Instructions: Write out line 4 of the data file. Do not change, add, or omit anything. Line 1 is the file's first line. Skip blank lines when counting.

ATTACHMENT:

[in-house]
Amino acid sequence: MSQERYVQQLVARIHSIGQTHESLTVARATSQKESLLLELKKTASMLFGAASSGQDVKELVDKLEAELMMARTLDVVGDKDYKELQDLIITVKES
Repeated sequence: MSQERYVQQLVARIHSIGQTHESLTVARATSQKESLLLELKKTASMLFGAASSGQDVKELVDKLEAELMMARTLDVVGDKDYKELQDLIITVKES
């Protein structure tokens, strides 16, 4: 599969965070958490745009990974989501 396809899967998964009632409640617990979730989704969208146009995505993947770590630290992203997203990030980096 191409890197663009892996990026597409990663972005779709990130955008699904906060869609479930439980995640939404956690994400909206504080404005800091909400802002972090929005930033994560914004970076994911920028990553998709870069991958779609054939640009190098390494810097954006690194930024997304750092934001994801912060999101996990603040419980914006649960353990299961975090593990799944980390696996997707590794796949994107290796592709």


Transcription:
């Protein structure tokens, strides 16, 4: 599969965070958490745009990974989501 396809899967998964009632409640617990979730989704969208146009995505993947770590630290992203997203990030980096 191409890197663009892996990026597409990663972005779709990130955008699904906060869609479930439980995640939404956690994400909206504080404005800091909400802002972090929005930033994560914004970076994911920028990553998709870069991958779609054939640009190098390494810097954006690194930024997304750092934001994801912060999101996990603040419980914006649960353990299961975090593990799944980390696996997707590794796949994107290796592709």